“I’ll be living the good life with corn on the cob almost every night …”
– Leo Ryan, the pride of Shrine of the Little Flower
Memorial Day was early this year. Windy and cold, the holiday came and went almost a week before the month of May had passed.
But early or late – ready or not, rain or shine – the long weekend that honors America’s war dead launches the annual vacation season of cookouts and swimming.
The orange and yellow and key-lime hot rods that burned up Coastal Highway during Cruisin’ Week have peeled out for fresh asphalt. Alice Cooper – who turned a hard 65 this year – has croaked “School’s Out!” once again.
The Summer of 2013 in Ocean City, Maryland.
Speaking for kids and kids at heart everywhere, Baltimore author Jen Michalski shouted it from the Crabtown sidewalks: “I CAN’T WAIT!”
At Billy’s Pizza & Subs they’ll be doing what they’ve done best since 1959 – serving up the cheesesteaks with hots and the pies with extra pepperoni. Anglers will study the tides and the phases of the moon. Tune in to 1590 on the AM dial to hear WIJK broadcast every Baltimore Orioles game to accompany the sea breeze on the front porch.
And Joe Ciurca, 75 and recovering from a knee he banged up playing basketball, will bide his time at the Sunset Grille in West Ocean City, enjoying a plate of Chicken Chesapeake while waiting for his doctor to say the leg is good enough to paddle back out into the surf.
[The “Chesapeake” is pan-seared chicken breast topped with ham, lump crabmeat, spinach, provolone and a sauce of whole grain mustard. Ciurca is an Eastern Shore addictions counselor living for the past dozen or so years in North Ocean Pines, a long way from his doo-wop roots at the corner of Milton Avenue and Preston Street in 1950s Baltimore.]
Before the summer is over, Ciurca is also going to test his hoop skills – “I think I can still play” the surf and the matzo ball soup at Rosenfeld’s to see how it compares to the one his son’s mother-in-law makes.
Warren Rosenfeld, who opened the deli in the old Sunshine House surf shop at 63rd and Coastal Highway, expects a lot of folks to come in this summer to see how his soups, brisket, chopped liver and whitefish hold up against family memories.
“My grandfather and his brothers had a bakery in the early 1940s on Capitol Hill,” said Rosenfeld, a 58-year-old attorney who moved to Ocean Pines in 2004 after raising his family in Germantown. “I could never get it out of my head that I wanted to run an authentic Jewish deli before I died.”
This is the first summer for Rosenfeld’s, which gets its corned beef and brisket and other meats from Saval Foods of Baltimore. The deli is being welcomed by vacationers – Jew and gentile – who crave something besides pizza and burgers at the shore.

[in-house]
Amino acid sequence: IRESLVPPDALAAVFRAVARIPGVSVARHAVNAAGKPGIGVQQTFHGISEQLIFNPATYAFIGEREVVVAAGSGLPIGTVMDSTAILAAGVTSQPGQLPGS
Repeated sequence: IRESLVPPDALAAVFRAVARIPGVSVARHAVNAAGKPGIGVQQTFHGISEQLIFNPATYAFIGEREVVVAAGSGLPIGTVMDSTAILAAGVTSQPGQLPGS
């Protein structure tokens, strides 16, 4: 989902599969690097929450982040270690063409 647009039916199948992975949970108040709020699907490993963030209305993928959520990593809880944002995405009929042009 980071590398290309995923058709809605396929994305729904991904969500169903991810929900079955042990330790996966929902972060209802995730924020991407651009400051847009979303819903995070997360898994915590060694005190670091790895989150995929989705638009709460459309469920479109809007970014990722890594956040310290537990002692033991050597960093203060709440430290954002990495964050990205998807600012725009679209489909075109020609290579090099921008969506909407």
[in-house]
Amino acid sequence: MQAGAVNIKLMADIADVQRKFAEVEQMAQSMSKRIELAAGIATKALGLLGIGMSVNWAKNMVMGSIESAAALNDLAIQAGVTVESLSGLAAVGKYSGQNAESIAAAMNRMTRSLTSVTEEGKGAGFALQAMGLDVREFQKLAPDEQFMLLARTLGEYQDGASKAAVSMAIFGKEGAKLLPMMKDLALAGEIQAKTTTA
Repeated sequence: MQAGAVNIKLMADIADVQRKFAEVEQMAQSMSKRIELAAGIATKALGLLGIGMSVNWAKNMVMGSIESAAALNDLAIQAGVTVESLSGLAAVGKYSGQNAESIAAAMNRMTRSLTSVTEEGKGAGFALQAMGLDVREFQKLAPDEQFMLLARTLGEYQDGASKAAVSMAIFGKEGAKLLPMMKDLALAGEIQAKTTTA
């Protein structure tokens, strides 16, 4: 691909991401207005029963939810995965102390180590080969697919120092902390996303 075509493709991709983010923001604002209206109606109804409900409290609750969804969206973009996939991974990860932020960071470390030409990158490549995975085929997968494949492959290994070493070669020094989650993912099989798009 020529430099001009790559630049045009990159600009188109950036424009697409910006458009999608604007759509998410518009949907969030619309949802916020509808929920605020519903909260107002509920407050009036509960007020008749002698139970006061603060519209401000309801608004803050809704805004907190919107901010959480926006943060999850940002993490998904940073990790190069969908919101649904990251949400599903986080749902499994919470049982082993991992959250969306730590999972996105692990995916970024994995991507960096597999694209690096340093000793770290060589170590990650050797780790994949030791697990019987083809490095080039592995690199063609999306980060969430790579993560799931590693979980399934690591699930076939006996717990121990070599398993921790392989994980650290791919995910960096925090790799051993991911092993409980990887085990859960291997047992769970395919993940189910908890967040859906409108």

“We waited 34 years to be able to get our potato knishes at the beach,” said Dorothy Brillantes, a Gotham City native. “We used to go to New York, bring them down and freeze them.”
Rosenfeld’s is expected to be open year-round. It ain’t cheap – a 12 ounce hot pastrami sandwich is just about 14 bucks – and it sure ain’t Katz’s on Houston Street in lower Manhattan but it features liver and onions and it has coddies.
“I didn’t know what a coddie was,” confessed Rosenfeld, betraying his D.C. roots.
But he was smart enough to find out. At $1.99 for a burger-sized fish patty, the codfish cakes are the house bargain.
A lot is going to take place along the nine-mile sandbar that is Ocean City this summer.
Enough memories made in seven-day stretches of vacation to last a lifetime.
For many – young and old, but mostly those of a certain age, it’s not really Ocean City unless they are hanging wet and sandy beach towels over a wooden railing of a bungalow south of 14th street.
In Old Town endure the totems of summer: a tub of Fisher’s popcorn, perhaps a BIGGER tub of Thrasher’s French fries, a game of Skee-Ball.
[The Fisher’s tubs are great for Maryland-centric recycling. Along with his surfboard and corn-on-the-cob skewers, Leo Ryan will be bringing a gallon of homemade crab soup in an old popcorn container.]
No matter where I’m staying, I make time to walk by the Hitch Apartments at 5th andSt. Louis Avenue.
My family stayed there several years in the late-’60s/early ’70s and I’d play catch with Gregory Lukowski on the parking lot and pretend I was Orioles’ Gold Glove shortstop Mark Belanger. It was the same summer my mother told me I could “forget about” buying a poster of Frank Zappa on the toilet.
Beth Sherring – aBaltimoregirl who once rocked out at the Marble Bar in the basement of the Congress Hotel in the early days of punk – is a family woman now with her own beach traditions. As surely you have yours.
“If I go downtown, I visit the incredibly decrepit fortune teller machine. I walk to the end of the Boardwalk and watch the current rush by the jetty and imagine where my body would end up if I fell in,” said Sherring.
“I like to walk and read on the beach when the lifeguards have left, the shadows are long … it’s as close to solitude as I’m likely to get inOceanCity.”